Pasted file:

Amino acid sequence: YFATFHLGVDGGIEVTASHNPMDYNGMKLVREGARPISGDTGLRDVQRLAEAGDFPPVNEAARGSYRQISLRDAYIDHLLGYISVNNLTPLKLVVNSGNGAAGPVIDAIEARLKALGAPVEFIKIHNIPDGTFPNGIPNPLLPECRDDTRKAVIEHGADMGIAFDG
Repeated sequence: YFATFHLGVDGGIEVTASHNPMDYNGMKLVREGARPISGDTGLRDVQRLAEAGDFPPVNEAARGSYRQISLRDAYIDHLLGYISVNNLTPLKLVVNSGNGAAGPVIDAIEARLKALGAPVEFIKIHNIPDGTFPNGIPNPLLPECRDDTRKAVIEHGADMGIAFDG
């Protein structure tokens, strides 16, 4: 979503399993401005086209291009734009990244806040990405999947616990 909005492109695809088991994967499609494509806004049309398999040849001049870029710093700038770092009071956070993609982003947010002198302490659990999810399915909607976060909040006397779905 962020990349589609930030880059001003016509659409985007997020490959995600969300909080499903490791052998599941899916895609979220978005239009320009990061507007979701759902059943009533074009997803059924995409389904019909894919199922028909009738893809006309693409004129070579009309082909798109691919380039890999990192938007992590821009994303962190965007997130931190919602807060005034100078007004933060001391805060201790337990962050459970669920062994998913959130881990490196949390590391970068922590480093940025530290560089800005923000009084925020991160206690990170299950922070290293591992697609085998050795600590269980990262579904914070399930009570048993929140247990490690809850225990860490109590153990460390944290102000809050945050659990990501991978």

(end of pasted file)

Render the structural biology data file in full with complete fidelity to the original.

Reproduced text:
Amino acid sequence: YFATFHLGVDGGIEVTASHNPMDYNGMKLVREGARPISGDTGLRDVQRLAEAGDFPPVNEAARGSYRQISLRDAYIDHLLGYISVNNLTPLKLVVNSGNGAAGPVIDAIEARLKALGAPVEFIKIHNIPDGTFPNGIPNPLLPECRDDTRKAVIEHGADMGIAFDG
Repeated sequence: YFATFHLGVDGGIEVTASHNPMDYNGMKLVREGARPISGDTGLRDVQRLAEAGDFPPVNEAARGSYRQISLRDAYIDHLLGYISVNNLTPLKLVVNSGNGAAGPVIDAIEARLKALGAPVEFIKIHNIPDGTFPNGIPNPLLPECRDDTRKAVIEHGADMGIAFDG
């Protein structure tokens, strides 16, 4: 979503399993401005086209291009734009990244806040990405999947616990 909005492109695809088991994967499609494509806004049309398999040849001049870029710093700038770092009071956070993609982003947010002198302490659990999810399915909607976060909040006397779905 962020990349589609930030880059001003016509659409985007997020490959995600969300909080499903490791052998599941899916895609979220978005239009320009990061507007979701759902059943009533074009997803059924995409389904019909894919199922028909009738893809006309693409004129070579009309082909798109691919380039890999990192938007992590821009994303962190965007997130931190919602807060005034100078007004933060001391805060201790337990962050459970669920062994998913959130881990490196949390590391970068922590480093940025530290560089800005923000009084925020991160206690990170299950922070290293591992697609085998050795600590269980990262579904914070399930009570048993929140247990490690809850225990860490109590153990460390944290102000809050945050659990990501991978």